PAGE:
British Prime Minister Theresa May looks on course to increase her parliamentary majority in Thursday's election, an opinion poll showed today, shortly after another survey suggested the race with the opposition Labour Party was neck and neck.

Polling firm Opinium said the lead of Mrs May's Conservative Party over Labour had widened to seven points, up by a percentage point from its previous poll published on Saturday.

The new poll was the first by a major firm that was conducted in its entirety after a deadly attack in London by Islamist militants on 3 June. The field work ran from 4-6 June.

It put support for the Conservatives at 43%, unchanged from Saturday's poll, while Labour fell one point to 36%.

"Labour's campaign surge appears to have crested as our final poll of the campaign is the first to see the Tory (Conservative) lead expand rather than contract," said Opinium's head of political polling, Adam Drummond.

"If this is the start of a trend, and it is supported by other work Opinium has done, then it is worth bearing in mind that at the last election 15% of voters made their mind up either on polling day or the day before."

Meanwhile, a model by businessman and former Conservative Party donor Michael Ashcroft showed tonight that Mrs May is on track to win a 64-seat majority.

Mr Ashcroft, who has funded a significant amount of opinion polling in recent years, said his model now pointed to a greater majority for the Conservatives than it had on 2 June, when it indicated a majority of 60.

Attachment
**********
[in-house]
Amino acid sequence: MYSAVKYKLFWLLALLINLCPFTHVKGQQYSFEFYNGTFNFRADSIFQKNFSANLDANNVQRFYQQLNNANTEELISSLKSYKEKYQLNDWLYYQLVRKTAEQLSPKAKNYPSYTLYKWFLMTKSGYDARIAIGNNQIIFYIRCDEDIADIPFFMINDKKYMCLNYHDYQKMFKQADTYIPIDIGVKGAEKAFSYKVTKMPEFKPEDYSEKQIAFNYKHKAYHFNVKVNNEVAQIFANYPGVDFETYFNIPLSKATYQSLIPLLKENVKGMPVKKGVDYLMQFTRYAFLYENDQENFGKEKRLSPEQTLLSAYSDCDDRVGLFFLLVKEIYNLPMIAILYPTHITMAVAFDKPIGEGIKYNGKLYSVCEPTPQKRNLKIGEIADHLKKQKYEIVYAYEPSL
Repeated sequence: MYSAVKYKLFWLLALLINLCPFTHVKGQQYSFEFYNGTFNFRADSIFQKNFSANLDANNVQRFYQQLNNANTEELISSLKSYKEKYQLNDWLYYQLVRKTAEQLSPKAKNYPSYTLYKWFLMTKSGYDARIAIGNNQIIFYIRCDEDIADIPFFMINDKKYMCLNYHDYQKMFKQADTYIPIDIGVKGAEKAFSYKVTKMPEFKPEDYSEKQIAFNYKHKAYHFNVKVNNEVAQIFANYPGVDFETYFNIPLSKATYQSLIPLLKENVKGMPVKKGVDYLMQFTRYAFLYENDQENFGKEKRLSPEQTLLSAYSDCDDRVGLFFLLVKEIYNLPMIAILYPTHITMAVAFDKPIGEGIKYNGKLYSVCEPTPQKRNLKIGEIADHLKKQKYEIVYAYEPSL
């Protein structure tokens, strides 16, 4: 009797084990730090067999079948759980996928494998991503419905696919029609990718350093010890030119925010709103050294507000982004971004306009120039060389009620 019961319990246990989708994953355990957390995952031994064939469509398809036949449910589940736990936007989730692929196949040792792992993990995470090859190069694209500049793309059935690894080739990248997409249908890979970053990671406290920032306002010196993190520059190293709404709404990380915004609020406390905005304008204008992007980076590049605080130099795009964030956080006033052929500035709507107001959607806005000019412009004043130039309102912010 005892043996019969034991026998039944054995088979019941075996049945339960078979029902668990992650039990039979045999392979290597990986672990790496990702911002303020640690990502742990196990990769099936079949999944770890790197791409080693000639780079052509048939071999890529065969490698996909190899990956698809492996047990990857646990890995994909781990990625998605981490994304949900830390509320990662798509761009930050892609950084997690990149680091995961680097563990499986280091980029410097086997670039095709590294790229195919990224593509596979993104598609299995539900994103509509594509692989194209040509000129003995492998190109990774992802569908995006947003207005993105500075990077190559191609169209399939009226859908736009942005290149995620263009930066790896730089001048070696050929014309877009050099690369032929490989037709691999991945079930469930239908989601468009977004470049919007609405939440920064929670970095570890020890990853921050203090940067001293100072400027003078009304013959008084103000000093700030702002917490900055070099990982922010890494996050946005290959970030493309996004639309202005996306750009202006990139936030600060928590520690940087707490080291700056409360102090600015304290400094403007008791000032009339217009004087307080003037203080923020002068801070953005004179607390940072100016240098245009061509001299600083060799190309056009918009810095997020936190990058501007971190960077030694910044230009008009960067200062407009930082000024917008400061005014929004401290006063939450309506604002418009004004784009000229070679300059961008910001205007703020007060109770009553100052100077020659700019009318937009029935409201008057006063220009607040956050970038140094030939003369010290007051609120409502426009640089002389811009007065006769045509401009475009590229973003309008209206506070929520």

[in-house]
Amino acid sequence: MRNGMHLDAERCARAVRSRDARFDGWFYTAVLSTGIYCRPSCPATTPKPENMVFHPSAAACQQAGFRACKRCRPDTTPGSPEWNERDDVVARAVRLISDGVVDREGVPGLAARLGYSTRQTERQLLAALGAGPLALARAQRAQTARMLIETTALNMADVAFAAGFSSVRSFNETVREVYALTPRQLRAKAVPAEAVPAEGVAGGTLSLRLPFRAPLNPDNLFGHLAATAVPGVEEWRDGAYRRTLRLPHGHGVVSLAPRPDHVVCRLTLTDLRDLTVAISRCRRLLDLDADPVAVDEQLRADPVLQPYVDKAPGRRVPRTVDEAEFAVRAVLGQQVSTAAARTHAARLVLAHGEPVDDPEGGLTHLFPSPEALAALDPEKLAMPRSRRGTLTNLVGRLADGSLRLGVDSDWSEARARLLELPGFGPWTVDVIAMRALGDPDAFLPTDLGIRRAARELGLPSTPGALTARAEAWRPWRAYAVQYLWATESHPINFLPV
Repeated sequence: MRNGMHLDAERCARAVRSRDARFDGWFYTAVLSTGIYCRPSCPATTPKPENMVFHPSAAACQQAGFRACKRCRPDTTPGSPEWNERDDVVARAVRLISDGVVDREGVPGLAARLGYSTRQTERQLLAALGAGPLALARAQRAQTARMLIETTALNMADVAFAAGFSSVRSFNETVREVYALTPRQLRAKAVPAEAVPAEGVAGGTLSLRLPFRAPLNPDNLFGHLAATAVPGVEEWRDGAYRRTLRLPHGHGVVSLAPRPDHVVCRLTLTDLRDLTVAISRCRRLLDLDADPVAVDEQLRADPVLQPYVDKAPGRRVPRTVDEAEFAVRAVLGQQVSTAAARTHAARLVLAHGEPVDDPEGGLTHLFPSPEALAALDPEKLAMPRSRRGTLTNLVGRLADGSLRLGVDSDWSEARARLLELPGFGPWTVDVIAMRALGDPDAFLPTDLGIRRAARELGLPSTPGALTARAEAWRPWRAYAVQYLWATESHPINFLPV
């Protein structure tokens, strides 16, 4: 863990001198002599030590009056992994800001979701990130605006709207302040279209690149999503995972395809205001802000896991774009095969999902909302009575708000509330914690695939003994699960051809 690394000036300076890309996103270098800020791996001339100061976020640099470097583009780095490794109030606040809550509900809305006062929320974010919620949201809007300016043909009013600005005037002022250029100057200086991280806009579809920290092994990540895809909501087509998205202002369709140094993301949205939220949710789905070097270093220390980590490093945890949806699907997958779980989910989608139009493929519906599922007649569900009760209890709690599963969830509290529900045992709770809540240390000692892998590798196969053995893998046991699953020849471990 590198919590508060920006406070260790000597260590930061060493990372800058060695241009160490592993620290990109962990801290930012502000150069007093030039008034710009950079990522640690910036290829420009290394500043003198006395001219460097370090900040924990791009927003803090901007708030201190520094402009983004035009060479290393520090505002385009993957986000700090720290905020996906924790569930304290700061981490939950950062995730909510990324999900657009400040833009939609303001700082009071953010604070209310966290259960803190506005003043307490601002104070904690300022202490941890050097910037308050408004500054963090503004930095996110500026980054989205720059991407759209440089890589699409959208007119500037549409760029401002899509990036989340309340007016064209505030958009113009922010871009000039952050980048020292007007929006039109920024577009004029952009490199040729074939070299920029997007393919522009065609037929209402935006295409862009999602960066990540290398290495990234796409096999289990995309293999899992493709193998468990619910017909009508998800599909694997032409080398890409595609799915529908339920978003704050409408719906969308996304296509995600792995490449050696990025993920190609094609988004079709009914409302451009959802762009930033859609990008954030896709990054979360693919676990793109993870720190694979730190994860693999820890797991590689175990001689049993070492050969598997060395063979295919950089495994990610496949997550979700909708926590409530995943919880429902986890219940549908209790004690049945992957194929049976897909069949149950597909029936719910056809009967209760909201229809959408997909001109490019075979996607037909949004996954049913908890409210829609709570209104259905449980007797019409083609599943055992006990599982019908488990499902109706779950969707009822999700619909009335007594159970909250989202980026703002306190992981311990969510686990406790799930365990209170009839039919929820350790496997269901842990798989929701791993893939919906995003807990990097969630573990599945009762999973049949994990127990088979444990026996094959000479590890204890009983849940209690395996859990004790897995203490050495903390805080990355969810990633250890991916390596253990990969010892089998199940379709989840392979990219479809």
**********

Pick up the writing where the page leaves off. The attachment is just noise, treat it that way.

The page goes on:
"As always, it is important to emphasise that the Ashcroft Model deals with probabilities not predictions, meaning the actual result may well fall either side of these estimates," Mr Ashcroft said, adding that model results were sensitive to assumptions about which groups of voters turned out.

British opinion polls have shown a wide range of estimates of support for the two main political parties, adding to scepticism among many critics who hammered the industry for failing to accurately predict the outcome of the 2015 election and last year's referendum vote to exit the European Union.

However, all the polls have shown a steady narrowing of the lead of Mrs May's Conservatives over the past three weeks following the publication of the parties' election policy pledges.

Opinium had a Conservative lead of 19 points over Labour early in the campaign.

Mrs May began to struggle after she fielded a plan to make elderly people pay for more of their social care, even though she moved quickly to say there would be a limit on the amount of costs that people would face.

In the wake of Saturday's attack in London, Opinium said its poll showed a significant rise in national security as an issue for voters – 11% said anti-terrorism policy would influence their vote, up from 2% last week.

Respondents said Mrs May was the most trusted leader on fighting terrorism and on Brexit, while Labour leader Jeremy Corbyn was most trusted on Britain's health service.

The Opinium poll made for more comfortable reading for Mrs May than another one published overnight by Survation which showed her lead over Labour had narrowed to just one percentage point.

The Conservatives had a slim 17-seat majority before parliament was dissolved for the snap election.

The poll, for ITV television, was conducted on Friday and Saturday, before the attack in London.

It echoed another Survation poll, published for the Mail on Sunday newspaper, which also gave the Conservatives a one-point lead.

No other poll has shown a lead that tight.